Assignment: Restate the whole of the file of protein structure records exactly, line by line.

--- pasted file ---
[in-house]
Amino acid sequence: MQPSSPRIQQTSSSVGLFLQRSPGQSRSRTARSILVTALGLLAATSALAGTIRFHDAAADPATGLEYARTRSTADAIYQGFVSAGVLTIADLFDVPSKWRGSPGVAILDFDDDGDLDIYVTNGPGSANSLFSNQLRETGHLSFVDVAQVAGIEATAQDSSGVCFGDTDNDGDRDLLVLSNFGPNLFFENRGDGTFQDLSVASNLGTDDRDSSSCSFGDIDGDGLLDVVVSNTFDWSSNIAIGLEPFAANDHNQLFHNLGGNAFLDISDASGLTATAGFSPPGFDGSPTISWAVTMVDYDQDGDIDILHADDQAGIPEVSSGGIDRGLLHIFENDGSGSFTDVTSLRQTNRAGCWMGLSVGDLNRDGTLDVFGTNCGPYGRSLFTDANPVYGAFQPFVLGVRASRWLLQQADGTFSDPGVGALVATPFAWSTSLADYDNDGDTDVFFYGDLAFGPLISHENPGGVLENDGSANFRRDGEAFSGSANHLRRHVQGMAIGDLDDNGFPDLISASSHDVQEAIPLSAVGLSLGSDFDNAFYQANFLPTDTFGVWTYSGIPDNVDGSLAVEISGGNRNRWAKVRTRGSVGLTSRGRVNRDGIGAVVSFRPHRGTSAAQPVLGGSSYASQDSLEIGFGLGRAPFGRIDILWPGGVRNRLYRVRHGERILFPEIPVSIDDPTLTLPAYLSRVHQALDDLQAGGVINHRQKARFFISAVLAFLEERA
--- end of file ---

[in-house]
Amino acid sequence: MQPSSPRIQQTSSSVGLFLQRSPGQSRSRTARSILVTALGLLAATSALAGTIRFHDAAADPATGLEYARTRSTADAIYQGFVSAGVLTIADLFDVPSKWRGSPGVAILDFDDDGDLDIYVTNGPGSANSLFSNQLRETGHLSFVDVAQVAGIEATAQDSSGVCFGDTDNDGDRDLLVLSNFGPNLFFENRGDGTFQDLSVASNLGTDDRDSSSCSFGDIDGDGLLDVVVSNTFDWSSNIAIGLEPFAANDHNQLFHNLGGNAFLDISDASGLTATAGFSPPGFDGSPTISWAVTMVDYDQDGDIDILHADDQAGIPEVSSGGIDRGLLHIFENDGSGSFTDVTSLRQTNRAGCWMGLSVGDLNRDGTLDVFGTNCGPYGRSLFTDANPVYGAFQPFVLGVRASRWLLQQADGTFSDPGVGALVATPFAWSTSLADYDNDGDTDVFFYGDLAFGPLISHENPGGVLENDGSANFRRDGEAFSGSANHLRRHVQGMAIGDLDDNGFPDLISASSHDVQEAIPLSAVGLSLGSDFDNAFYQANFLPTDTFGVWTYSGIPDNVDGSLAVEISGGNRNRWAKVRTRGSVGLTSRGRVNRDGIGAVVSFRPHRGTSAAQPVLGGSSYASQDSLEIGFGLGRAPFGRIDILWPGGVRNRLYRVRHGERILFPEIPVSIDDPTLTLPAYLSRVHQALDDLQAGGVINHRQKARFFISAVLAFLEERA